Crystal Field Interaction in Rare Earth Hydrides: EPR and Low Temperature Specific Heat Measurements
Rare earth metal hydrides represent an interesting group of interstitial compounds, especially with respect to their electronic properties and chemical bond mechanism. A remarkable feature is that they form phases which exist over considerable composition ranges. They are based on stoichiometries RH2 so-called dihydrides, and RH3, so-called trihydrides. The dihydrides RH2 exhibit the CaF2 — type structure, where the hydrogen atoms occupy nominally tetrahedral sites, whereas the trihydrides of the light rare earth elements crystallize with the BiF3 — type structure, where nominally octahedral sites are also occupied. In the ideal CaF2 and BiF3 structures the nearest neighbours of the metal ion are eight hydrogen atoms situated on the tetrahedral sites at the corners of the cube. The next — nearest neighbours are hydrogen atoms on the octahedral sites at the corners of an octahedron.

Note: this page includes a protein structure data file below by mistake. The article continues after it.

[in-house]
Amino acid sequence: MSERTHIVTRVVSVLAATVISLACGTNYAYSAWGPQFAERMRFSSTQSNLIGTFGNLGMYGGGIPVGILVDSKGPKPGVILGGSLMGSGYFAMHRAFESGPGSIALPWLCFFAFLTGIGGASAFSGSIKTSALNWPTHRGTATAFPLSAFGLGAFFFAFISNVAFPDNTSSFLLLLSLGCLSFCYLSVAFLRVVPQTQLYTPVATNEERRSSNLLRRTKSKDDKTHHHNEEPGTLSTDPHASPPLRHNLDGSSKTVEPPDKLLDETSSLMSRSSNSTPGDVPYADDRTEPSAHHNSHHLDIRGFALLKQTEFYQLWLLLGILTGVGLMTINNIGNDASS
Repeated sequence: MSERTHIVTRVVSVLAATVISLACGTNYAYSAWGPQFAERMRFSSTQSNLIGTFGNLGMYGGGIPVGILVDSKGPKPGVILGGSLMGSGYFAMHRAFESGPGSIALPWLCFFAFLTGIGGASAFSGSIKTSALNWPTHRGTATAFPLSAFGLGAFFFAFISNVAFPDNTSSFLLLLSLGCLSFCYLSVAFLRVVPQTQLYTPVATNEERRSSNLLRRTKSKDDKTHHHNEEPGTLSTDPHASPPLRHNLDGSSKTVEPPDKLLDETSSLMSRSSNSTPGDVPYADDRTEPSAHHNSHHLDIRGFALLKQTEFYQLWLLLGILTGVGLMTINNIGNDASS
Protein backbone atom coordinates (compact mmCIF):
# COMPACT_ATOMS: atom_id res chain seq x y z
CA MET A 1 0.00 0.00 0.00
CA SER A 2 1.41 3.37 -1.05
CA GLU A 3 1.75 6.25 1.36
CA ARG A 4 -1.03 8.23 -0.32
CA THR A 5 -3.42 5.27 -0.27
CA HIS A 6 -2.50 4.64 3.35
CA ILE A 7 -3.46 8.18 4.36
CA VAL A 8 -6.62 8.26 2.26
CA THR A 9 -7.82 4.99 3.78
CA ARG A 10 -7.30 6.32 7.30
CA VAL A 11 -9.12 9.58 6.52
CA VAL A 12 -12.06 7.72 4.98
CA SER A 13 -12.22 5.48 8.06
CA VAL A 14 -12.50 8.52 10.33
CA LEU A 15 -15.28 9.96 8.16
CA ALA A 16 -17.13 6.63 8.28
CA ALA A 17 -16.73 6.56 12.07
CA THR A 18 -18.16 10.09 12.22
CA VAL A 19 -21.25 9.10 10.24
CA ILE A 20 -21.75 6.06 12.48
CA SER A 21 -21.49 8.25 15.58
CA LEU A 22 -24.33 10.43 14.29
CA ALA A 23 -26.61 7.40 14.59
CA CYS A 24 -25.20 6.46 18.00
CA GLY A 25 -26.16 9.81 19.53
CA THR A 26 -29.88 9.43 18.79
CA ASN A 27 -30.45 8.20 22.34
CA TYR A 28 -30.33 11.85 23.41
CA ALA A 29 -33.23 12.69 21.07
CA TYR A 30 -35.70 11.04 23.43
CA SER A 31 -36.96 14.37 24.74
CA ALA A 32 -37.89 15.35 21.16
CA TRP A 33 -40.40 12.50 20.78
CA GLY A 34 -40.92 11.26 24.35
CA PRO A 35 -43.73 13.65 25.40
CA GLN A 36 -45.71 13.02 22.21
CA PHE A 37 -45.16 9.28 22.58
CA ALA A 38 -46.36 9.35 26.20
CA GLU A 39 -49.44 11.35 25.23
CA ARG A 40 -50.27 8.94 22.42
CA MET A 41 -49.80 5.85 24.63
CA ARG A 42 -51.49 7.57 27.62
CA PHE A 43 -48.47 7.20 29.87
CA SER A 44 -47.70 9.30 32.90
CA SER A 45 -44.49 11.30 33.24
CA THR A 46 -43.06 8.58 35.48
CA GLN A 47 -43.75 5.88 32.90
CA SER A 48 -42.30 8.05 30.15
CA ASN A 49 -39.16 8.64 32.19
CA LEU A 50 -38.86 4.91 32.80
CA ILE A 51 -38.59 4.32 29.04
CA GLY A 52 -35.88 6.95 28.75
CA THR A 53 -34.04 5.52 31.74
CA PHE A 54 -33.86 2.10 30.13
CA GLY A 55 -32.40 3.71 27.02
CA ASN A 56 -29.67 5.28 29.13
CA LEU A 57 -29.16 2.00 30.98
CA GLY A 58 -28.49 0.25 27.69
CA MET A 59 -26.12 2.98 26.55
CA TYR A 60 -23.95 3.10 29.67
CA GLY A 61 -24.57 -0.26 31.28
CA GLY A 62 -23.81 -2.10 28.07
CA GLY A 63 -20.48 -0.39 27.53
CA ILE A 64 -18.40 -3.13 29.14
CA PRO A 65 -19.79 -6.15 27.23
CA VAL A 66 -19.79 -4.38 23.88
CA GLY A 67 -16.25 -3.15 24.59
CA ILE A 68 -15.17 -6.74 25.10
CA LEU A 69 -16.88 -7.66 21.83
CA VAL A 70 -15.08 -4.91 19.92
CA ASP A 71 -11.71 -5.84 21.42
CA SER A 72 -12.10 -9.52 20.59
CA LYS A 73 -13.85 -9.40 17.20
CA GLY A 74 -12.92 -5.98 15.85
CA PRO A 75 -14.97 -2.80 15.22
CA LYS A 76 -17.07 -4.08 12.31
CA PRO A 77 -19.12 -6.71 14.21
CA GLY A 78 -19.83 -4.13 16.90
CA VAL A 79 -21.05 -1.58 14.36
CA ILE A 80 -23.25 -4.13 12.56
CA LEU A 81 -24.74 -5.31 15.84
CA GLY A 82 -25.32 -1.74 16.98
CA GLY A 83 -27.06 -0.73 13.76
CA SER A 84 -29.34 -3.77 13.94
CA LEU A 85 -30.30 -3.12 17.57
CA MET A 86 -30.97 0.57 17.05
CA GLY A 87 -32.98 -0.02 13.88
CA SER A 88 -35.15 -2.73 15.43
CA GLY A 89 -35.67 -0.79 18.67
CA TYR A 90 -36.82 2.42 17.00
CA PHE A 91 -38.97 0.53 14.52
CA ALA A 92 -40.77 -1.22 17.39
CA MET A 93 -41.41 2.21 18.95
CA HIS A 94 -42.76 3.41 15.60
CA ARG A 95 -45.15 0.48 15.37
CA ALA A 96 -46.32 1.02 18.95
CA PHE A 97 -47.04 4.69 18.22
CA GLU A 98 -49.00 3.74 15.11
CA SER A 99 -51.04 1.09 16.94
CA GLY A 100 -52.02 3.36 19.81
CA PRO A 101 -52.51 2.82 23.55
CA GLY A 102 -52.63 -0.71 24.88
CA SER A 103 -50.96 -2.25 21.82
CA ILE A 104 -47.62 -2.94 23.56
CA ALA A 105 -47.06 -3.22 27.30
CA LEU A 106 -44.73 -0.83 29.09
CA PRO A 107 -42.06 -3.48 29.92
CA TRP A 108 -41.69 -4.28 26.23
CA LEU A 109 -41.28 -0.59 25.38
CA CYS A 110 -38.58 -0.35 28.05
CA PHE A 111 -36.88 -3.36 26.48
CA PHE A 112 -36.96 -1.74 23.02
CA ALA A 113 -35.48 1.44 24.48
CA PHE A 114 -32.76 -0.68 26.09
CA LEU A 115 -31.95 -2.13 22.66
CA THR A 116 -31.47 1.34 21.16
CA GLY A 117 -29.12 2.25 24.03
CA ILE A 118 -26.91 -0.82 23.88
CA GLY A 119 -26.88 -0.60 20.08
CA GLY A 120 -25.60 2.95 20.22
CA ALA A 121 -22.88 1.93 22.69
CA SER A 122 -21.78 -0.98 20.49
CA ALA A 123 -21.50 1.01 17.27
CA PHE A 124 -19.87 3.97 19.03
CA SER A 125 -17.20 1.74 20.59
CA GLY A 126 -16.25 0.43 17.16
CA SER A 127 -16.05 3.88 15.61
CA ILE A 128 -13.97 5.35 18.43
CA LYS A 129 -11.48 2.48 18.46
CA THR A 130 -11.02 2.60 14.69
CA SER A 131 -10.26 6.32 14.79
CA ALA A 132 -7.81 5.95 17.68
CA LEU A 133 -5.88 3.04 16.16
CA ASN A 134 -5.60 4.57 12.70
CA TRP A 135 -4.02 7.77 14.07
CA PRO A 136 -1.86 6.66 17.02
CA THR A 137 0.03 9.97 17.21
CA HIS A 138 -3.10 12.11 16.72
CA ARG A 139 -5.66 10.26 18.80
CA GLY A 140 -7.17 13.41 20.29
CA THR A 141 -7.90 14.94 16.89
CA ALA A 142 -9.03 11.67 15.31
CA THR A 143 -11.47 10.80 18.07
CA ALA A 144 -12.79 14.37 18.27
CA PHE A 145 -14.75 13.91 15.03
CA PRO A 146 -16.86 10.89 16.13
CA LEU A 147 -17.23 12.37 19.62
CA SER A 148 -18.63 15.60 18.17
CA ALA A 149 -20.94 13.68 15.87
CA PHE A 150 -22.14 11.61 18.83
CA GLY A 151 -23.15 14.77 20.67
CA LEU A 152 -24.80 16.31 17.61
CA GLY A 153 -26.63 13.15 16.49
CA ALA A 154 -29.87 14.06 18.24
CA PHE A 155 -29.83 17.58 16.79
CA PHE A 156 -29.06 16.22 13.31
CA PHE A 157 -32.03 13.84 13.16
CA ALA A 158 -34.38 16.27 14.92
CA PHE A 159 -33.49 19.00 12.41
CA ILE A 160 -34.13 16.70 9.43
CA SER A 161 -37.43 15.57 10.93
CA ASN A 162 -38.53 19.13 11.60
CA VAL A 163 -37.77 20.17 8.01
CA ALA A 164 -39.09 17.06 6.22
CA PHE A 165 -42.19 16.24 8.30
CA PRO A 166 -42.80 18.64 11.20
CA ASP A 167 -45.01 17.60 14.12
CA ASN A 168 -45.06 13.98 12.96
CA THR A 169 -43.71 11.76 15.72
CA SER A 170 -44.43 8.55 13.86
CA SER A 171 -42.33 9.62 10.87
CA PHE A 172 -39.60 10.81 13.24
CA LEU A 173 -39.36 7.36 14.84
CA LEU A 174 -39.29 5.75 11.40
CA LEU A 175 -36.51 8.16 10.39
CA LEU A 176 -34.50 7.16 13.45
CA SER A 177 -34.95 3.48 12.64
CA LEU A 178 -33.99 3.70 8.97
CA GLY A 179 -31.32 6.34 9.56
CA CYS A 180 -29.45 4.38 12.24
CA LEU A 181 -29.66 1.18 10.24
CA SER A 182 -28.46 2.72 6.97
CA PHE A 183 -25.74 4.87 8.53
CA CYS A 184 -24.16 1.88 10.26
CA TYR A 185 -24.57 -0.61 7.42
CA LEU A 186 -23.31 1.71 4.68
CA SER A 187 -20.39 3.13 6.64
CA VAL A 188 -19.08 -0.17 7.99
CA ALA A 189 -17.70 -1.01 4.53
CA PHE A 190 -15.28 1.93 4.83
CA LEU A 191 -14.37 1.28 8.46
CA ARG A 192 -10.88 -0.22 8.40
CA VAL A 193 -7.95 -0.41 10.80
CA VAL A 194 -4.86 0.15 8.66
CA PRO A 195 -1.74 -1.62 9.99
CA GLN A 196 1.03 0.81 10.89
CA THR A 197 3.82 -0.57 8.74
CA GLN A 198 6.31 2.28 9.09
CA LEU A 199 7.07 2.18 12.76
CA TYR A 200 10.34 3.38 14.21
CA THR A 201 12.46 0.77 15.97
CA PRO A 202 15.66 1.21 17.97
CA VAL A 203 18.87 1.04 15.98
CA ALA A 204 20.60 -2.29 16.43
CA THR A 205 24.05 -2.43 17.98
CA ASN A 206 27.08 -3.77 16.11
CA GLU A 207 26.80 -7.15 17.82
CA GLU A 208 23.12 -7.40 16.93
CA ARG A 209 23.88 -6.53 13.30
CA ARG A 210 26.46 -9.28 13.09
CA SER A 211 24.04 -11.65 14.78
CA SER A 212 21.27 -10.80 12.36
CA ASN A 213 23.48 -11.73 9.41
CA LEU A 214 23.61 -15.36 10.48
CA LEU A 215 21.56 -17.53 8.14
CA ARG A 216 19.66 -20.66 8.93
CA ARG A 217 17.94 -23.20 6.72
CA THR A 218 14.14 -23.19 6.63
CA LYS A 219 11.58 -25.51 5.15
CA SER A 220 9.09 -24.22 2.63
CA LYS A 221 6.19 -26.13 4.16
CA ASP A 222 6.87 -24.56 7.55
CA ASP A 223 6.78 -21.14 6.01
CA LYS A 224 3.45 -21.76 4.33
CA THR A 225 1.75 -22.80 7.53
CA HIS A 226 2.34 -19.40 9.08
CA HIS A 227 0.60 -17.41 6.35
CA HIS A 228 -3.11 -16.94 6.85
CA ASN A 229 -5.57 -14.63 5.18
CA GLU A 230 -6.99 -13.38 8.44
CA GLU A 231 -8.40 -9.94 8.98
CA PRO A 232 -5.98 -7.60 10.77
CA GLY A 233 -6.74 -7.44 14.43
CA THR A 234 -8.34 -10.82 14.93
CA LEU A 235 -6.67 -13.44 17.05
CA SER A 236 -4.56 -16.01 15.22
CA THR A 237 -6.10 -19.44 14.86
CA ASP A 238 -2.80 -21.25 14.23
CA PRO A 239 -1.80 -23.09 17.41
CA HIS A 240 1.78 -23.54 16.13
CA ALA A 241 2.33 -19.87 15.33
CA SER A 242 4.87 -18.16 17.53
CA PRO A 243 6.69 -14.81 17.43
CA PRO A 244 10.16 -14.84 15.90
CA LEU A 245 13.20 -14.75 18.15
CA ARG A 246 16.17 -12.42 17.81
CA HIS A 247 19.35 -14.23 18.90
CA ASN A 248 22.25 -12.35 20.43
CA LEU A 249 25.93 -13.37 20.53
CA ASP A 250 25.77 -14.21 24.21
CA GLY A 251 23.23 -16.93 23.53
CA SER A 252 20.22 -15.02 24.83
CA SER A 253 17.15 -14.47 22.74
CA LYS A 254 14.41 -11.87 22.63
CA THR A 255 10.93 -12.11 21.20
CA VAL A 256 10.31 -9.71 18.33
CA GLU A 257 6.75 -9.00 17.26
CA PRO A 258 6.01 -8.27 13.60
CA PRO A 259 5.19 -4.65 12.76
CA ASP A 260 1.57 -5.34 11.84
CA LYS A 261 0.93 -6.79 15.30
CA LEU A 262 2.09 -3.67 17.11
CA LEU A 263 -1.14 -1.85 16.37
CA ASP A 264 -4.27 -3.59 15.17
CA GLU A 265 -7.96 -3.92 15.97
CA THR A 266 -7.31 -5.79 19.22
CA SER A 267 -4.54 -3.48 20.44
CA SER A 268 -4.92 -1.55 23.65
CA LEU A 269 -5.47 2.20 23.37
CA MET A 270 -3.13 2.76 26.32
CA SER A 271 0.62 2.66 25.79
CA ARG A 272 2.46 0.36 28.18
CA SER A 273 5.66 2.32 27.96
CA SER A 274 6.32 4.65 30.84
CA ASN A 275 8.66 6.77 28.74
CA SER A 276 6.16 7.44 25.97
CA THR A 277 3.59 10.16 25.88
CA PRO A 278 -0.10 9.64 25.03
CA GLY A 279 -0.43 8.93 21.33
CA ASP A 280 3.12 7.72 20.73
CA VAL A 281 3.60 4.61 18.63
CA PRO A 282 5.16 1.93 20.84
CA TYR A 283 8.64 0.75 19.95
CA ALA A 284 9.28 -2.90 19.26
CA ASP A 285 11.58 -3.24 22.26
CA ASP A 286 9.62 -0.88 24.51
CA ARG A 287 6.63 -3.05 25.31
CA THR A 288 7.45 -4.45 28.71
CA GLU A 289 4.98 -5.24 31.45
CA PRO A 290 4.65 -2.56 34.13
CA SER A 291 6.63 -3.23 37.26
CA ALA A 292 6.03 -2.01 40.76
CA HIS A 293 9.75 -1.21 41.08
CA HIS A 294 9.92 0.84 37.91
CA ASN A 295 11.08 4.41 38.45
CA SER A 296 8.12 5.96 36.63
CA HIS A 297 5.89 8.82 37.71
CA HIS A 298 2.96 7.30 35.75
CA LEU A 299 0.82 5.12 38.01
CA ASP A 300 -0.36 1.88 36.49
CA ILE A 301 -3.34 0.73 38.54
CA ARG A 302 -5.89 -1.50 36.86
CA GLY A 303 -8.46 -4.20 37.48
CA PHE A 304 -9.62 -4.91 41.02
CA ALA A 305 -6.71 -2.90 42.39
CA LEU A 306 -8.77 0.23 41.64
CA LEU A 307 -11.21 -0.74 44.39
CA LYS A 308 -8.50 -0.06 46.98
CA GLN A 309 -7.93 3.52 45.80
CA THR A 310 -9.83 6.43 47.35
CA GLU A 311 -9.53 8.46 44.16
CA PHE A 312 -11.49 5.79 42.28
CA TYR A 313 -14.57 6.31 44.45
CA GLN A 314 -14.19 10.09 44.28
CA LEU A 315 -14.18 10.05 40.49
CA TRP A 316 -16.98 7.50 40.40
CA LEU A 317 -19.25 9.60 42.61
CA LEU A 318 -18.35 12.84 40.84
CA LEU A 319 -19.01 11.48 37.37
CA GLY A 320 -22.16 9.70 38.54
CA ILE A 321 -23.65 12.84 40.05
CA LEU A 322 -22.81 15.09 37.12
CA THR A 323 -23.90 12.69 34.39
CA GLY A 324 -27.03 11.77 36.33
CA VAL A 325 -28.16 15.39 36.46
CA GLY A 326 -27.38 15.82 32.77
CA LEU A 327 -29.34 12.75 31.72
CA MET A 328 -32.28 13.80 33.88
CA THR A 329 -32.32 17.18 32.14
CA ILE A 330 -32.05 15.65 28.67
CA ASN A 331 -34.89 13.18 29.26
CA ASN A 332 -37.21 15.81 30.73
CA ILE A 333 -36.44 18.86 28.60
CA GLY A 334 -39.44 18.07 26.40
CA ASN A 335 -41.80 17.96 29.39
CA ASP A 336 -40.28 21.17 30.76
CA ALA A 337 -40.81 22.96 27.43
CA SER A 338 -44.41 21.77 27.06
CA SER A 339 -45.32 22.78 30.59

KeywordsOctahedral Site Tetrahedral Site Splitting Energy Light Lanthanide Element Crystal Field Splitting
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